Take This Waltz (2011) - News Poster

News

Soundtracking: Take This Waltz

by Chris Feil

Sarah Polley’s Take This Waltz gets its name from Leonard Cohen’s indelible song, announcing itself immediately as musically astute. The film is a nuanced look at love and personhood, following Michelle Williams’ Margot through her affectionately dull marriage and flirtatious dalliance with a handsome neighbor. Cohen’s track arrives towards the film’s close, a swirling punctuation point on the film’s observations on love and sex as escape before reality (and mounting baggage) sets in. It’s the film’s largest stylistic flourish, but its richest musical insights lie elsewhere.
See full article at FilmExperience »

Prince Charles Reveals He’s A Huge Leonard Cohen Fan: ‘He Was Incredibly Sophisticated’

  • ET Canada
Prince Charles revealed he’s a fan of Leonard Cohen as he spoke to presenter Michael Berkeley on a special edition of Radio 3’s “Private Passions”. The 70-year-old chose Cohen’s “Take This Waltz” as one of his tracks, admitting: “I’ve always loved Leonard Cohen’s voice and his whole approach to the way he sang. “He was
See full article at ET Canada »

If You Love Luke Kirby in The Marvelous Mrs. Maisel, Check Out His Other Credits

  • BuzzSugar
It feels like we've been waiting years for the charm of The Marvelous Mrs. Maisel to return and make all our problems disappear. The wait finally came to an end when the second season premiered on Amazon Prime this week, and it is shaping up to be better than we could have even imagined. This time around, the show even moves away from its Upper West Side roots in exchange for a a few scenic getaways, and we can honestly say Rachel Brosnahan and Tony Shalhoub were worth the wait.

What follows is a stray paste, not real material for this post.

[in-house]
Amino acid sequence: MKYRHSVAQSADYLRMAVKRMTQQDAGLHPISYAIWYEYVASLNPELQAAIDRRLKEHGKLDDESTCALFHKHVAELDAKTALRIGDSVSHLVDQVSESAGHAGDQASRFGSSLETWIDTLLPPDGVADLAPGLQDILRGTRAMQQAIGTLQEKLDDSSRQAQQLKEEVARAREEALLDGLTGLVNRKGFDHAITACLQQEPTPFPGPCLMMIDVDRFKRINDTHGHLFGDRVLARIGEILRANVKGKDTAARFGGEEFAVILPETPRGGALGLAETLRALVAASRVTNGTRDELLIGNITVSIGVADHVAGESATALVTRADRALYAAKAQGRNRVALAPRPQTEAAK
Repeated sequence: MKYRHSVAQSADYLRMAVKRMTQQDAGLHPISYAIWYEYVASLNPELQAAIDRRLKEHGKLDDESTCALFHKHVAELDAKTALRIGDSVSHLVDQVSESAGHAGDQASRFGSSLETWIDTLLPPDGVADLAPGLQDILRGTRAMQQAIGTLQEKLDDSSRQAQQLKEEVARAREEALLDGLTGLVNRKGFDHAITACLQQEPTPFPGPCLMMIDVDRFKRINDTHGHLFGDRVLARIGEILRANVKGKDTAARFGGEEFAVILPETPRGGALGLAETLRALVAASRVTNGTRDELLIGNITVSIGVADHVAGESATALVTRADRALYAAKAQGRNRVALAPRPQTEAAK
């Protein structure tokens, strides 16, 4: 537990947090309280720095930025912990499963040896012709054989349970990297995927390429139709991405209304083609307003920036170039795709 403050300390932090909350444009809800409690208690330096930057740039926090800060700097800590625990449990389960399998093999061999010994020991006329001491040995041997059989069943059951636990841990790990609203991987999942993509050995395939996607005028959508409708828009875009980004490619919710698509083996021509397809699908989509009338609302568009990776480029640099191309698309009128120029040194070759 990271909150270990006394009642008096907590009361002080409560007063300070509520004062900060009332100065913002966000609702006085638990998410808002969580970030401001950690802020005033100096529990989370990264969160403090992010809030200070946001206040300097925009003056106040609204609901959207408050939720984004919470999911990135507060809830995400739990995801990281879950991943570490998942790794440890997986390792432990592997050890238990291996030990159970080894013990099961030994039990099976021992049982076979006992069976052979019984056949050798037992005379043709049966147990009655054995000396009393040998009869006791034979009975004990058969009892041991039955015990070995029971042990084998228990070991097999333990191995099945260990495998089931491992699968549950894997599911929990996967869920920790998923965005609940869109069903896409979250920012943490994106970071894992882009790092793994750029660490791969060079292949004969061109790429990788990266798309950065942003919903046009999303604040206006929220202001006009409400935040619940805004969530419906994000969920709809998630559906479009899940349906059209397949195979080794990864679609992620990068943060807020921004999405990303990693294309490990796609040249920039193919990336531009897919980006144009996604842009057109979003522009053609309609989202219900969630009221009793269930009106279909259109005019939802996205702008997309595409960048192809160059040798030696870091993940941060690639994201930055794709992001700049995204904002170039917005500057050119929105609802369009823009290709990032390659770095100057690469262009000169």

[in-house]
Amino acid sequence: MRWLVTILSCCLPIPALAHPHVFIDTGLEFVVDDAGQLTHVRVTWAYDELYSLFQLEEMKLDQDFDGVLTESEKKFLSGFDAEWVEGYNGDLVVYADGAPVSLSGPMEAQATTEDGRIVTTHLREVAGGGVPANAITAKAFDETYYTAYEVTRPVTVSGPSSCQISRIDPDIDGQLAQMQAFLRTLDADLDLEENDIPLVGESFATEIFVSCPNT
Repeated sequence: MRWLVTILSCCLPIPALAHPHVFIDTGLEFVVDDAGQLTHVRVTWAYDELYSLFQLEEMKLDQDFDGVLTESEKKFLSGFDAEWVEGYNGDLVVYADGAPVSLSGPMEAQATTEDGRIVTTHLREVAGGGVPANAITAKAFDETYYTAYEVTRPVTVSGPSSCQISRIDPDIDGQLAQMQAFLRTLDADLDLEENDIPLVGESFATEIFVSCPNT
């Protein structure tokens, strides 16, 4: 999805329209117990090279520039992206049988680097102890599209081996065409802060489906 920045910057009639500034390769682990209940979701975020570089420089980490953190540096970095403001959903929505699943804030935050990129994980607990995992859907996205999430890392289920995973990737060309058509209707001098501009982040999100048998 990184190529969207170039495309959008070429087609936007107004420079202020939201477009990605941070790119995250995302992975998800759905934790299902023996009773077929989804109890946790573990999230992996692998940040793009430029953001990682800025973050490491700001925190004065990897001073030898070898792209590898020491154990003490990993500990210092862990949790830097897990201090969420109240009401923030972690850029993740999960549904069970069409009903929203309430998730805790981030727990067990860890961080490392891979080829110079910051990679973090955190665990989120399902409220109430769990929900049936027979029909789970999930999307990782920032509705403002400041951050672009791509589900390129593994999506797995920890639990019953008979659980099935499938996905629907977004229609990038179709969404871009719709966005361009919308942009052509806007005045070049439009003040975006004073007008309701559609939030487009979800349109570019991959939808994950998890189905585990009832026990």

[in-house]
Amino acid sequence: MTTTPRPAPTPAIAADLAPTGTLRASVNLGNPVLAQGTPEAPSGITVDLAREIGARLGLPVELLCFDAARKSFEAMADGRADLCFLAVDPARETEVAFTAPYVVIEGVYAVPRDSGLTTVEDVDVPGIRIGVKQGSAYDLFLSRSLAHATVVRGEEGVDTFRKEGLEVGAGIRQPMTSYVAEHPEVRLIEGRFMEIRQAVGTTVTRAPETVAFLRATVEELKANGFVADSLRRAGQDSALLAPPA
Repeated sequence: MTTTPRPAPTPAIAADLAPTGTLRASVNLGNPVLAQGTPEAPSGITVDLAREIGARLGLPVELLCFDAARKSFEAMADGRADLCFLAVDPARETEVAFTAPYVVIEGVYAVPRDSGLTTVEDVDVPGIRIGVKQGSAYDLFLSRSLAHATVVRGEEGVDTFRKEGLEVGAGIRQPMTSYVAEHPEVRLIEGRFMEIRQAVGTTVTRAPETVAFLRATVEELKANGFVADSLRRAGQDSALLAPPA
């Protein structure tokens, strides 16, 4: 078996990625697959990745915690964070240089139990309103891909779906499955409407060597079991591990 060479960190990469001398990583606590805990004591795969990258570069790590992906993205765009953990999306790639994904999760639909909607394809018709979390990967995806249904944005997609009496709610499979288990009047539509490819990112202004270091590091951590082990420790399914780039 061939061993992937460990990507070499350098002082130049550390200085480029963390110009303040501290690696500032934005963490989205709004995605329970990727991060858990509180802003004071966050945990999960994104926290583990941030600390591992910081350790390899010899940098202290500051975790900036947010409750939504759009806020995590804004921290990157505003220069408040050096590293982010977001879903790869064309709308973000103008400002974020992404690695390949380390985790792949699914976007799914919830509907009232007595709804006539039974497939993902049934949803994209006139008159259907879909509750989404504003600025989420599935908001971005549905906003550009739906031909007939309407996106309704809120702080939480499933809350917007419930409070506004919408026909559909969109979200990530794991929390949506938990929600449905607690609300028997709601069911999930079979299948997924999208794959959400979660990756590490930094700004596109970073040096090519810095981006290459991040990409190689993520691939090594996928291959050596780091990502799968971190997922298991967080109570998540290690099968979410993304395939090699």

But there's one character we're especially excited to see in season two: Lenny Bruce. Luke Kirby has captivated us with his charm and suave good looks while playing the real-life comic. Because we were so smitten with Kirby's performance, we couldn't help but wonder where else we might have seen this Canadian sweetheart. It turns out he's amassed quite a
See full article at BuzzSugar »

Michelle Williams movies: 12 greatest films, ranked worst to best, include ‘Brokeback Mountain,’ ‘My Week with Marilyn’

  • Gold Derby
Michelle Williams movies: 12 greatest films, ranked worst to best, include ‘Brokeback Mountain,’ ‘My Week with Marilyn’
Michelle Williams has always gone her own way. The Montana-born actress was legally emancipated from her parents at age 15 so that she could better pursue her acting career and pursue it she did. By age 18, she was starring in the popular TV drama “Dawson’s Creek,” in which she played Meg, a loose big-city teen who relocates to small-town life. In her time away from the TV series, she acted in many small independent films, none of which connected until 2003, when one finally did — Tom McCarthy‘s “The Station Agent,” in which she played a small-town librarian who becomes close to a socially-withdrawn dwarf (Peter Dinklage). That performance earned Williams her first SAG Awards nomination for Best Ensemble.

SEEWho is most overdue for an Oscar in 2019: Annette Bening, Michelle Williams, Christopher Nolan … ? [Poll]

From there Williams’ film career took off with powerful performances in such films as “Brokeback Mountain” (2005), “Blue Valentine